|The banker and his wife, detail|
Marinus van Roejmerswealen
|Anne of Cleves, 1539, Hans Holbein|
I started out by cutting butchers paper, pinning and taping it, and sticking it on my head, until I had a suitable shape. Although the whole hat has a rounded shape, it seemed like there was a distinct line at the top edge, where you could put a seam. So I made it in two pieces, a curved front and a flat back.
A LOT of taping and pinning and cutting later, I had something I thought worked, so I pinned my veil over it to double check the shape with the veil on. (this was another project where I amused my sister with a succession of ridiculous pictures of me wearing paper hats.) I was having fits trying to get the shape of the horns right, when I realized that this probably would have been worn over a long braid coiled and taped at the back of the head. My hair is quite short right now and I was putting the back of the hat snug to my head. As soon as I allowed for the period hairstyle under the hat, the shape immediately went in the right direction.
Now it was time to make the hat form. I traced my pattern onto the buckram with sharpie (I bought real actual buckram to use on this project, upgrading from my earlier use of heavy needlepoint canvas). I then cut it out with a very very scant seam allowance, and sewed the top seam. Which I then ironed to the back and steamed down over my sleeve board to force it to be a rounded slope rather than a sharp edge along the seam. I overlapped and whip stitched all the other seams, and added a small dart at the nape of the neck to get the bottom back to sit closer to my head.
I covered the whole thing with a layer of batting to soften out any edges and seams.
With the fabric to cover the hat all made (and me praying I'd made enough) I started pinning it on. I wanted to mount it with the squares running diagonal as much as possible, so I centered one set of diamonds on the center front, and straight down the back, and started smoothing and tucking from there.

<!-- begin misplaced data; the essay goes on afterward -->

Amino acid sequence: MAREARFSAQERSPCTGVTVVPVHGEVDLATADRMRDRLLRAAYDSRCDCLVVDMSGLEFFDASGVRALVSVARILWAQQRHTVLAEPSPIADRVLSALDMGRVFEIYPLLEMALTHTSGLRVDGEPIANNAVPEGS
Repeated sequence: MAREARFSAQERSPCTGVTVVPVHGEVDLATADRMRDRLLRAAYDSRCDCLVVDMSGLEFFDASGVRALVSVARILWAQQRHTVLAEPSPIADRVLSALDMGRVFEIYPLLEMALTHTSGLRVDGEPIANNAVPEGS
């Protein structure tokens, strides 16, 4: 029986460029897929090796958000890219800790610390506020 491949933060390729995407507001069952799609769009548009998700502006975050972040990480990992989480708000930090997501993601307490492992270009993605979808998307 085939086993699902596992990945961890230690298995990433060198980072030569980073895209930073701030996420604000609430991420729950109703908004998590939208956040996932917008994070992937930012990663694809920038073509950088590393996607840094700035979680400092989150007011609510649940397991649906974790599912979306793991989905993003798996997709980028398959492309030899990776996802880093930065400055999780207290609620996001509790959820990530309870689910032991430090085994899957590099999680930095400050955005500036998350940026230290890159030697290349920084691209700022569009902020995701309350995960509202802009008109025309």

And smoothing and tucking and pinning, and trimming off extra and sewing it on spots there wasn't enough, and STILL praying I had enough. I had enough, but only just, a tiny handful of scraps was all that was left over.
while I was doing this I was trying to think of how to make this hat just a LITTLE bit more ridiculous. because you know, covering it in 1" piecework squares just didn't seem like QUITE enough. I got lucky and found some teeny tiny stamped tin maltese crosses in a shop specializing in vintage millinery supplies on etsy. Each approximately a quarter inch square. I bought all of them that they had and hoped it'd be enough to cover the whole hat with some sort of pattern. I was able to cover the front side with every other black square, and had just four left. So I used them to pick out Joachim's arms on the back of the hat.
I did the last bits of this in the car on the way there, seven hours is a long drive and I like having handwork to keep me busy. However it also means that I'm further away from my tools and led me to a kind of funny oops. Getting the points tight was a bit of a struggle, involving lots of pins and muttering. I carefully pinned one corner, stitched it up, turned the hat over..... and realized I had sewn one of the pin heads into the corner! So there is the point of a pin sticking out of the fabric in the middle of the back. No way was I taking it out and redoing it! Now that I'm back home I plan on nipping that off with a pair of wire snips. (the pucker you see is the edge of a tuck easing the edge into the bottom curve.) (you can also see where I had to add a little piece onto the corner here and my square matching got a little wonky)
The last step was a black velvet band stitched down around the face edge. This hat actually doesn't have a wired edge at all, nor does it need it to keep its shape. the band is tight around the head and the friction of the velvet keeps the hat stuck to your coif/forehead cloth really efficiently.
|Photo by Brenden Crane|